One of the big lessons I've been learning and learning over the past year or so is not to let other people's moods or behavior affect the steadiness of my own boat. It's so easy to allow exposure to someone else's bad mood or rude behavior put us in a bad mood which then spreads to others. Worse yet, is how easy it is to allow another's bad behavior to bring out bad behavior in ourselves. It's like a poison and unfortunately sometimes it totally feels justified when we allow ourselves to indignantly snap back at them.
You know what I'm talking about. You have an unpleasant interaction with someone else and your heart starts pounding, your jaw starts tensing up, your breathing becomes rapid and in your head you are quickly coming up with comment after comment you could spew back. Everything else in life fades away in this moment of crisis and it feels impossible to escape.
I am constantly feeling challenged to take the high ground in my life and to remain true to the person I want to be. I think this is part of the reason and meaning for our lives, to train and challenge ourselves to remain steady when the waves hit us whether that be other people's behavior or other hard times. I was on the beautiful Newport harbor this past weekend (I have stories to tell and will soon). There were boats of every size and variety and it got me thinking about being a steady person in the wake of waves. When one is paddling a kayak or canoe or driving a motorboat there are maneuvers that have to be made to ensure that waves do not capsize your vessel. The way you approach oncoming waves determines whether you'll be sunk by the waves or just lightly and momentarily tossed.
A skilled captain will turn the boat so that the waves have minimal impact rather than allowing the waves to swamp the vessel. I find many opportunities to do this in life too. Part of my Now Is My Time plan has been to focus in on managing myself in challenging situations. When negativity or ugly waves come my way, I want to turn my boat so that I break through the waves effectively and with grace rather than having the waves break over me and soak me. Much easier to deal with some overspray and a couple of bumps than to spend hours bailing out a boat or to find oneself sunk in the middle of a large body of water.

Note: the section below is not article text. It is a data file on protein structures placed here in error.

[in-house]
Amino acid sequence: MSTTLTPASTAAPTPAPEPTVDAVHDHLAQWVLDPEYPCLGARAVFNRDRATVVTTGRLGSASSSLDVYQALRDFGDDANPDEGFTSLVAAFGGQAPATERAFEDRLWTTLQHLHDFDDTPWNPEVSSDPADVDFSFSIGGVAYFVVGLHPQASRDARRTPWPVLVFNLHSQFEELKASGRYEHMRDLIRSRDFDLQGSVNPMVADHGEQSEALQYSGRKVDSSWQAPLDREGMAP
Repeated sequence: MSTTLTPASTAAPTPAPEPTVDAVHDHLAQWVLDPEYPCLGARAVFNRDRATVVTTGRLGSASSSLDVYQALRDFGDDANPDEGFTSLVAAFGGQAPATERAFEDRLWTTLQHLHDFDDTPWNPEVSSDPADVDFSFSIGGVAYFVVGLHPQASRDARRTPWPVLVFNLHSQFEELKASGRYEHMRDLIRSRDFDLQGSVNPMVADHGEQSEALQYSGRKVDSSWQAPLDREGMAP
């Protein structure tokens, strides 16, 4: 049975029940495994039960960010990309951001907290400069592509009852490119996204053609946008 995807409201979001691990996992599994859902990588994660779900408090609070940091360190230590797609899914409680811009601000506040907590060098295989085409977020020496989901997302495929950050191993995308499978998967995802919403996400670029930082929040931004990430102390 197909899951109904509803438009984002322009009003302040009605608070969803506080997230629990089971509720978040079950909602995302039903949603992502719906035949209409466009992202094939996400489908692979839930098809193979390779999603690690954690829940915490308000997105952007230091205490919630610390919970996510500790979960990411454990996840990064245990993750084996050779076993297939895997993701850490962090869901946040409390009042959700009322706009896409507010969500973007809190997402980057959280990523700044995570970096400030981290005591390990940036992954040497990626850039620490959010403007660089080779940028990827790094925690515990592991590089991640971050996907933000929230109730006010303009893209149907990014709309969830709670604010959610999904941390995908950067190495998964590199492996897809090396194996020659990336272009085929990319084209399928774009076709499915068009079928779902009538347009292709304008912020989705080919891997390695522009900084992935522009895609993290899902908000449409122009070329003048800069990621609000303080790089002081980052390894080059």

I am learning and getting a little bit better at not letting challenges and challenging people swamp my boat for an hour, a day, a week or more. It's easy to let that happen. But what a waste of our pretty time and life energy. When I experience such a negative energy, I have a few coping strategies I use. Sometimes I just get real about what I can and can't do in the situation. Then I do what I can do and let it go. It's can be tricky to be realistic and self-caring in a situation where others may attempt to guilt us into doing more than we should or need to do. Sometimes we just aren't able to help or we have to find a clear cut definition of what we can do without marginalizing ourselves and our own lives.
Sometimes I meditate and do breathing exercises to calm myself down. I try to address what I can do to assist, where I do or do not belong in the situation and then communicate that clearly and definitively. Other times it may be necessary to remove myself from the situation for a few minutes or even permanently.
I am learning that even when I can't physically remove myself from the situation I can remove myself mentally and emotionally. That might be by reading or doing some other relaxing activity for a few minutes in order to replace the negative energy with something positive. There is just no need to sit in ugliness one moment more than necessary.
The other GREAT challenge in this, at least for me, is to manage my own reactions. Keeping a civil tongue, being patient but straightforward, and maintaining one's own dignity are not always easy, especially when someone else is in your face doing just the opposite. But once we let ourselves down by giving up our own dignity, things can quickly dissolve into far worse interactions. Then we feel bad about ourselves and the situation and the other people involved. But boy, does it take a lot of restraint not to go for the easy strike, the unkind word, or the snarky tone when one is already getting it from another. I think this might be the equivalent of having an abdominal six-pack in the world of self-discipline fitness.
But it's worth it. I am in charge of my own boat, we all are, whether we want to be or not. How we allow others to rock that boat is up to us too. Steadying my boat and my emotional and physical reactions to stressful people or situations is totally under my control but takes a lot of fitness work to get there. I'm working on it now, but of course like all humans have my up and down moments.
What do you do when situations start to bring out your lesser self? Do you have strategies that work for you?